Stockbrokers posted negative returns of between 19 percent and 46 percent.
By DON SHILLING
VINDICATOR BUSINESS EDITOR
YOUNGSTOWN -- The slumping stock market proved too much for all five brokers in last year's stock-picking contest.
None produced positive results in a year in which the Dow Jones industrial average was off 7 percent and the Nasdaq was down 21 percent.
The brokers posted negative returns of between 19 percent and 46 percent.
This is the second straight year in which all brokers posted negative results. The picks in 2000 were dominated by technology stocks, which suffered greatly that year after big gains in the late 1990s.
Last year, most of the brokers diversified, picking communications, biotechnology, insurance and energy offerings along with technology stocks.
The results were similar to 2000, however, as only two of the 15 stocks picked last year were winners.
"We've had a very tough two years," said Beth Ann Hudzik-Moran of Salomon Smith Barney in Liberty.
Butler Wick: Barbara D'Alesandro of Butler Wick Corp. in Youngstown came out on top in 2001, but her hypothetical portfolio of $10,000 had decreased to $8,032.
She had the best results thanks to her selection of Barr Laboratories. This company's stock advanced 13 percent because it continues to expand its manufacturing of generic drugs and has a strong line of women's health products after the acquisition of Duramed, D'Alesandro said.
She said she is confident that her other picks, Cisco Systems and Amgen, are solid companies whose stocks will rebound.
Besides Barr Laboratories, the only other positive pick belonged to David Edwards of Sun America Securities in Liberty.
He selected Coastal Corp., a natural gas and petroleum supplier, which was acquired by El Paso Corp. in March. Coastal shareholders received stock in El Paso entities, which amounted to a 22 percent gain at the time of the deal and a 52 percent gain at the end of the year.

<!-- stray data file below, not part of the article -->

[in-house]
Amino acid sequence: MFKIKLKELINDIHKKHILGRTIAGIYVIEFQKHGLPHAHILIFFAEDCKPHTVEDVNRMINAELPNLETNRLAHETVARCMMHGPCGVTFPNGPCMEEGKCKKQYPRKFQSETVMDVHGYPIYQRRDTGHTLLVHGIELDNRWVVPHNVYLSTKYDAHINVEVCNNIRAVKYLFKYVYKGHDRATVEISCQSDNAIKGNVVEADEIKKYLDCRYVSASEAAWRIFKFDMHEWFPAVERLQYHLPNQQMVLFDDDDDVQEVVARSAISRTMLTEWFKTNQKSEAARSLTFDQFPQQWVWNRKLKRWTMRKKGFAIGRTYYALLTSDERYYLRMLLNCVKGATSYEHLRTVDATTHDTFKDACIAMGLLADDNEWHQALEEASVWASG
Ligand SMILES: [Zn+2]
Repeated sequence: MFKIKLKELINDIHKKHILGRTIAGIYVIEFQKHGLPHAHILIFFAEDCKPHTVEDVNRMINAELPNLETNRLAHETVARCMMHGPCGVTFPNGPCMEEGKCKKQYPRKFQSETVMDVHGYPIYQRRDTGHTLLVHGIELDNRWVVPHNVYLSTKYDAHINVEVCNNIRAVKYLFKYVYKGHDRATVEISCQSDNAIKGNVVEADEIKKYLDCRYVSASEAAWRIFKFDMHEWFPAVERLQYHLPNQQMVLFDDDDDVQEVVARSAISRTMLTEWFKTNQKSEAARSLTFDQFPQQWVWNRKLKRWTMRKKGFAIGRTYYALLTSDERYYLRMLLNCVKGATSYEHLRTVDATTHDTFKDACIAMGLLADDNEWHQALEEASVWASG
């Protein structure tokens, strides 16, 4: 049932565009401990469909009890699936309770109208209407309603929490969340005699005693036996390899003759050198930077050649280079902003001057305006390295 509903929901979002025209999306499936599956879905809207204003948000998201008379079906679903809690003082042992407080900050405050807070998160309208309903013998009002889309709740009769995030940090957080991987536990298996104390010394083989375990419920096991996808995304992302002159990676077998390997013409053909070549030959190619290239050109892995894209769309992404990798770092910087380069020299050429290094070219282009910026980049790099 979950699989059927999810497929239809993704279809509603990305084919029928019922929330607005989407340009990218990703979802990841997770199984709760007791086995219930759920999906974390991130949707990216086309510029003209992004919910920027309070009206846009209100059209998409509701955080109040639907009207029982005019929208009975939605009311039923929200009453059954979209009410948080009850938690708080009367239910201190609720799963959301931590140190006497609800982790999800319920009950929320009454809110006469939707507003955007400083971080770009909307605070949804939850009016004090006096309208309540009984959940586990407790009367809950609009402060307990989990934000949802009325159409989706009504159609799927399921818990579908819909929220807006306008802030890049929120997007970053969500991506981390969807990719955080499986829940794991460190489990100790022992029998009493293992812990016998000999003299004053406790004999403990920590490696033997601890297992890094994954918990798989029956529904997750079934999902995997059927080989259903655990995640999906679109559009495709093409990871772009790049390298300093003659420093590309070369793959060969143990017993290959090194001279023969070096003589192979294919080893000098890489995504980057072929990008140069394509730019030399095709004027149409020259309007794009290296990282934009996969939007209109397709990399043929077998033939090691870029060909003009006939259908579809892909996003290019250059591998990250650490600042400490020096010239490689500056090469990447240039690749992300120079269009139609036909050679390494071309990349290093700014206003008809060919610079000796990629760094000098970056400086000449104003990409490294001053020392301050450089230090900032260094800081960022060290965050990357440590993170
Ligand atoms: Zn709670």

He said he had his clients sell his other two picks, Power-One and EMC Corp., in July.
Power-One, which makes surge protector equipment and generators, makes an excellent product but it has been hurt by the bad economy, he said.
EMC, which provides information storage, could produce a gain for shareholders if rumors that it is about to be acquired are true, he said.
Bad timing: Don Rodenbaugh of First Union Securities in Canfield would have had two winning picks if the contest had started Jan. 1. Two of his picks, WorldCom and Applied Materials, posted large gains the first couple trading days but then fell off. With the contest beginning Jan. 3, they each lost at least 19 percent.
Rodenbaugh said he wouldn't recommend buying WorldCom today but thinks it's worth holding onto. He said, however, that he still believes in his other picks, LSI Logic and Applied Materials, which make semiconductors.
He said companies that use semiconductors are going to deplete their inventories soon, which, along with an economic recovery, should mean a pickup in orders.
The results of Hudzik-Moran suffered because she picked Enron Corp., which had the worst performance of any stock on the New York Stock Exchange last year.
The stock price of the energy company fell 99 percent after it disclosed that it had improperly reported financial numbers and then filed for bankruptcy protection.
She said Enron's fall shows the importance of choosing a variety of stocks and spreading investments among stocks, bonds and cash.
She said she still thinks her other two picks, Amgen and Chubb, are strong companies that have long-term value.
Bob Vanes of McDonald Investments said his picks were hurt for varied reasons. Mallon Resources, a natural gas producer, fell because of the decline in natural gas prices.
Viacom, a media and entertainment company, suffered from the slowing economy and Sept. 11 attacks, which hurt advertising revenue and tourism, he said. Luminent, a fiber optic component producer, was hurt by the slowdown in fiber optic deployment and then was sold to MRV Communications, he said.